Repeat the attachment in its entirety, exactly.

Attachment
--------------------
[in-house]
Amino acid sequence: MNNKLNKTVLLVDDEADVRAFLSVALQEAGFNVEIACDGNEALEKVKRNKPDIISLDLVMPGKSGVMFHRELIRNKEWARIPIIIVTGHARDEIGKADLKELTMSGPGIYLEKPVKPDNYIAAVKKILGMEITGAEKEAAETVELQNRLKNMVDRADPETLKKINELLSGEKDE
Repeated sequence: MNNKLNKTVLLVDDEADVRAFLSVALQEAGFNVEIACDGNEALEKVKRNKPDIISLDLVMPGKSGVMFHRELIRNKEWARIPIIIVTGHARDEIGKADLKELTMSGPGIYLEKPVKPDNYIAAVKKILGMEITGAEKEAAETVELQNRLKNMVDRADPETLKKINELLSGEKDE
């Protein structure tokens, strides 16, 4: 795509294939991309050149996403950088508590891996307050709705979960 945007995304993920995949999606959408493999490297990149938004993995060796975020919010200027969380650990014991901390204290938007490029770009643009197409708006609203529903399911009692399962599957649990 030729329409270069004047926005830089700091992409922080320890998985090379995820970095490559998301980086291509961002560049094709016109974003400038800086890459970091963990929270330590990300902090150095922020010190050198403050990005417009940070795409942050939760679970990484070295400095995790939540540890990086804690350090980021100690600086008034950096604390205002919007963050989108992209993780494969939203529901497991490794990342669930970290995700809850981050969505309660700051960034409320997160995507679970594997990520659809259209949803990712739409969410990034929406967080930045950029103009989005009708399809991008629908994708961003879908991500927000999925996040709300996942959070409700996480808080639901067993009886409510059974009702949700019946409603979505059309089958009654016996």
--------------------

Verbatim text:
[in-house]
Amino acid sequence: MNNKLNKTVLLVDDEADVRAFLSVALQEAGFNVEIACDGNEALEKVKRNKPDIISLDLVMPGKSGVMFHRELIRNKEWARIPIIIVTGHARDEIGKADLKELTMSGPGIYLEKPVKPDNYIAAVKKILGMEITGAEKEAAETVELQNRLKNMVDRADPETLKKINELLSGEKDE
Repeated sequence: MNNKLNKTVLLVDDEADVRAFLSVALQEAGFNVEIACDGNEALEKVKRNKPDIISLDLVMPGKSGVMFHRELIRNKEWARIPIIIVTGHARDEIGKADLKELTMSGPGIYLEKPVKPDNYIAAVKKILGMEITGAEKEAAETVELQNRLKNMVDRADPETLKKINELLSGEKDE
């Protein structure tokens, strides 16, 4: 795509294939991309050149996403950088508590891996307050709705979960 945007995304993920995949999606959408493999490297990149938004993995060796975020919010200027969380650990014991901390204290938007490029770009643009197409708006609203529903399911009692399962599957649990 030729329409270069004047926005830089700091992409922080320890998985090379995820970095490559998301980086291509961002560049094709016109974003400038800086890459970091963990929270330590990300902090150095922020010190050198403050990005417009940070795409942050939760679970990484070295400095995790939540540890990086804690350090980021100690600086008034950096604390205002919007963050989108992209993780494969939203529901497991490794990342669930970290995700809850981050969505309660700051960034409320997160995507679970594997990520659809259209949803990712739409969410990034929406967080930045950029103009989005009708399809991008629908994708961003879908991500927000999925996040709300996942959070409700996480808080639901067993009886409510059974009702949700019946409603979505059309089958009654016996």